"It's been decades since anyone set foot on the moon. But three ordinary teenagers are about to change that - and their lives - forever." (Back cover blurb)
A secret meeting is held and it is determined that in order to help generate new interest in the space program there will be another trip to the moon and this time, 3 teenagers will have the chance to participate. But in this meeting it is also clear that something horrific happened in a previous moon trip. A secret station exists on the moon that has never been used, and there are good reasons why. There are concerns, but those concerns are pushed aside and the plan goes forward.
First lines: "Gentleman, it's time," . . .
It would be the opportunity of a life time: the chance to travel to the moon. Millions will enter, but only three are selected. Meet Mia, Midori and Antoine. Mia is in a punk rock band and a trip to the moon just may take her band to the next level, if she makes it back alive. Midori is a teenager living in Japan and she wants out, desperately. Well, you can't get farther away from home than the moon. And Antoine has a broken heart and wants to get as far away from his ex-girlfriend as possible. Again, the moon = pretty far away.
But in a nursing home somewhere a man sits trying to remember why this trip is a bad idea. He wants to warn them not to go, but he can't remember why. And he can't speak so the words don't come. As each teen prepares for their journey, they too have portents of bad things to come, if they only knew how to see the signs.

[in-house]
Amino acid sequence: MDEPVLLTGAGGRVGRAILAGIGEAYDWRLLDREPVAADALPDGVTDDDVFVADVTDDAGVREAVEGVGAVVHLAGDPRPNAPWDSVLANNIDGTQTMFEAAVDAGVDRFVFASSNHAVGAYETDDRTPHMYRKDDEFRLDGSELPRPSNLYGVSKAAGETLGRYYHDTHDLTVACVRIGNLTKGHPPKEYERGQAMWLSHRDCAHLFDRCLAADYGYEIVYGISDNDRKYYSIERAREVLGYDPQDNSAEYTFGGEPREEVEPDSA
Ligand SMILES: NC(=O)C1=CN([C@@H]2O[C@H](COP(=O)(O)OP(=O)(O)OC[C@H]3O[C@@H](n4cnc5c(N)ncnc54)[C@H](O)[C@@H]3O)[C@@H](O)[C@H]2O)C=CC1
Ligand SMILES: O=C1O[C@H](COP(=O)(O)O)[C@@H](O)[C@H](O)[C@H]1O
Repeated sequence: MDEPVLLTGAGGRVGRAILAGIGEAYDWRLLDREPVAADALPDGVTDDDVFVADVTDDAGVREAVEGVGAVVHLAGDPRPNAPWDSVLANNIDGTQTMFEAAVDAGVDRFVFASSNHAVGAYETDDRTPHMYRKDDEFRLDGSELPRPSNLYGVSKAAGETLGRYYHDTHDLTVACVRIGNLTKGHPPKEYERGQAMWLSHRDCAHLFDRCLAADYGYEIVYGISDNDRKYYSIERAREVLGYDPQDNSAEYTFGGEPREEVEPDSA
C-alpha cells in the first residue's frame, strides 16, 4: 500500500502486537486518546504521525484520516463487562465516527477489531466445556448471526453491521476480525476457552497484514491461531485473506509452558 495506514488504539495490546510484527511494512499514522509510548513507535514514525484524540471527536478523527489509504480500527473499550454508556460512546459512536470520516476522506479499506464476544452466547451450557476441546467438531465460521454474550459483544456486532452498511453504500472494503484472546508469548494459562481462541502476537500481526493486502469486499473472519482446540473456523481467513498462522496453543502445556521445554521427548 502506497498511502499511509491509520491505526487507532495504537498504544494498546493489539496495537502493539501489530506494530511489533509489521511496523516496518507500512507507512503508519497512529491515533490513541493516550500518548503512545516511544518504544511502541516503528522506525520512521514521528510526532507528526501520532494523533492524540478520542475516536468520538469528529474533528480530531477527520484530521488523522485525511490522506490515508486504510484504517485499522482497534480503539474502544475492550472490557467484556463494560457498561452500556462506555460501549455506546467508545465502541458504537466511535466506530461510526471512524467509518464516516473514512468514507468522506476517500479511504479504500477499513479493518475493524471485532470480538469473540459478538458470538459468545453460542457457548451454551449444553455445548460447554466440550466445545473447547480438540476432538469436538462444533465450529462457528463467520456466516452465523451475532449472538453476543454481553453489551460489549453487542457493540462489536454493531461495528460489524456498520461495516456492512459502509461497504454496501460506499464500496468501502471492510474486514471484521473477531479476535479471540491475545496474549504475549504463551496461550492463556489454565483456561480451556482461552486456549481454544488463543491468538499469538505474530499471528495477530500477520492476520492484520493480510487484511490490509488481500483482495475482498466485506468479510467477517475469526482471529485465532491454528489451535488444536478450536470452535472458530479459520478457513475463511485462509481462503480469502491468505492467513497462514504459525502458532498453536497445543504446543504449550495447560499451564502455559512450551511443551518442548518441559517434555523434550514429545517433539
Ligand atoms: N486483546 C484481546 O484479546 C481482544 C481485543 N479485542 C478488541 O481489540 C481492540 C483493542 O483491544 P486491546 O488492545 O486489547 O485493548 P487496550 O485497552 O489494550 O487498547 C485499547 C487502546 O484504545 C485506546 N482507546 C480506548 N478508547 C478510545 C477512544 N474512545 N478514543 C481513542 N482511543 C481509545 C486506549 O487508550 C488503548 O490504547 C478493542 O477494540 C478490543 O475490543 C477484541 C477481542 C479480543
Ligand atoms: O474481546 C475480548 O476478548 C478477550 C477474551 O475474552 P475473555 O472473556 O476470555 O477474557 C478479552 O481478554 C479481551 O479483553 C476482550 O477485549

When the group finally lands on the moon, the tension really starts to build. There are broken hatches. Power failures. And that slowly creeping feeling that they may not be alone. Will they be able to find a way back home? And if they do, what will they be bringing back with them?
172 Hours on the Moon is a classic sci fi story with a Japanese horror movie twist. The tension is at its peak when the teens are on the moon, though it takes a little while to get to that point in the story. It has an interesting twist that some readers will like and others won't know what to do with. In many ways 172 hours reads like an outer space version of The Ring or The Grudge, it has that slow build of tension with the little tidbits of terror dropped in to keep you invested. Then they land on the moon and all proverbial hell breaks loose and the terror really amps up. The question of what exactly is happening was not at all what I was expecting, and days later I am still not sure how I feel about it. Although I am not sure how I feel about where the story went, I enjoyed the journey as many teen readers will. At some point in our lives many of us dream of being astronauts and going to space and this is like a fantasy come true; well, more like a nightmare as it turns out.
This book was originally written in Norwegian and is translated into English and I wonder if that accounts for some of the - lack - that takes places in the first half of the book. There is just something missing in the first part, an excitement and tension that should be present. I have very mixed feelings about this book and reading through the Goodreads reviews I find that I am not alone. In the end I give it 3 out of 5 stars, although it certainly fills a collection need for those looking for more traditional science fiction that actually takes place in space.